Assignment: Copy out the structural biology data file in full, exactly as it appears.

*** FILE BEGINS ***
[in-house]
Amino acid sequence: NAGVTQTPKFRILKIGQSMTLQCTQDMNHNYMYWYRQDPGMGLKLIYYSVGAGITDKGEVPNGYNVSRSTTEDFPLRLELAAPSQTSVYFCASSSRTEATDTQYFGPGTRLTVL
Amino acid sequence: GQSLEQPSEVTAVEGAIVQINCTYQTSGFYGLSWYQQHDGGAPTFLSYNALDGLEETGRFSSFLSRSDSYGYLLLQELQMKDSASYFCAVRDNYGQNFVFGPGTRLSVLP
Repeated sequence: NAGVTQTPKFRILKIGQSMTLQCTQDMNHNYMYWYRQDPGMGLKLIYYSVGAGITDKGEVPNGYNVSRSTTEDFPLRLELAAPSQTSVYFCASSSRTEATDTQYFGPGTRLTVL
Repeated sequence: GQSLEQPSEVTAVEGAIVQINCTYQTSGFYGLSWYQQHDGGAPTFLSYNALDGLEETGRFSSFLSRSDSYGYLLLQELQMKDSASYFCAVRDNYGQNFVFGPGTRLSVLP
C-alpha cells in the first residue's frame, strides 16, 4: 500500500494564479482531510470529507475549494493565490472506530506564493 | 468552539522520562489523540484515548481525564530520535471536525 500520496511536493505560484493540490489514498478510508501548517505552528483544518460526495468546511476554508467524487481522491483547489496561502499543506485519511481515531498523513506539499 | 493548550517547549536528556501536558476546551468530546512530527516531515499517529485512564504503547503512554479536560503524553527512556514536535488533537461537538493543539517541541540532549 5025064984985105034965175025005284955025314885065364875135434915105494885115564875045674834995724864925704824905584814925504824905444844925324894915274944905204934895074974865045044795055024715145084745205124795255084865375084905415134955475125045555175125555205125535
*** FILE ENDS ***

[in-house]
Amino acid sequence: NAGVTQTPKFRILKIGQSMTLQCTQDMNHNYMYWYRQDPGMGLKLIYYSVGAGITDKGEVPNGYNVSRSTTEDFPLRLELAAPSQTSVYFCASSSRTEATDTQYFGPGTRLTVL
Amino acid sequence: GQSLEQPSEVTAVEGAIVQINCTYQTSGFYGLSWYQQHDGGAPTFLSYNALDGLEETGRFSSFLSRSDSYGYLLLQELQMKDSASYFCAVRDNYGQNFVFGPGTRLSVLP
Repeated sequence: NAGVTQTPKFRILKIGQSMTLQCTQDMNHNYMYWYRQDPGMGLKLIYYSVGAGITDKGEVPNGYNVSRSTTEDFPLRLELAAPSQTSVYFCASSSRTEATDTQYFGPGTRLTVL
Repeated sequence: GQSLEQPSEVTAVEGAIVQINCTYQTSGFYGLSWYQQHDGGAPTFLSYNALDGLEETGRFSSFLSRSDSYGYLLLQELQMKDSASYFCAVRDNYGQNFVFGPGTRLSVLP
C-alpha cells in the first residue's frame, strides 16, 4: 500500500494564479482531510470529507475549494493565490472506530506564493 | 468552539522520562489523540484515548481525564530520535471536525 500520496511536493505560484493540490489514498478510508501548517505552528483544518460526495468546511476554508467524487481522491483547489496561502499543506485519511481515531498523513506539499 | 493548550517547549536528556501536558476546551468530546512530527516531515499517529485512564504503547503512554479536560503524553527512556514536535488533537461537538493543539517541541540532549 5025064984985105034965175025005284955025314885065364875135434915105494885115564875045674834995724864925704824905584814925504824905444844925324894915274944905204934895074974865045044795055024715145084745205124795255084865375084905415134955475125045555175125555205125535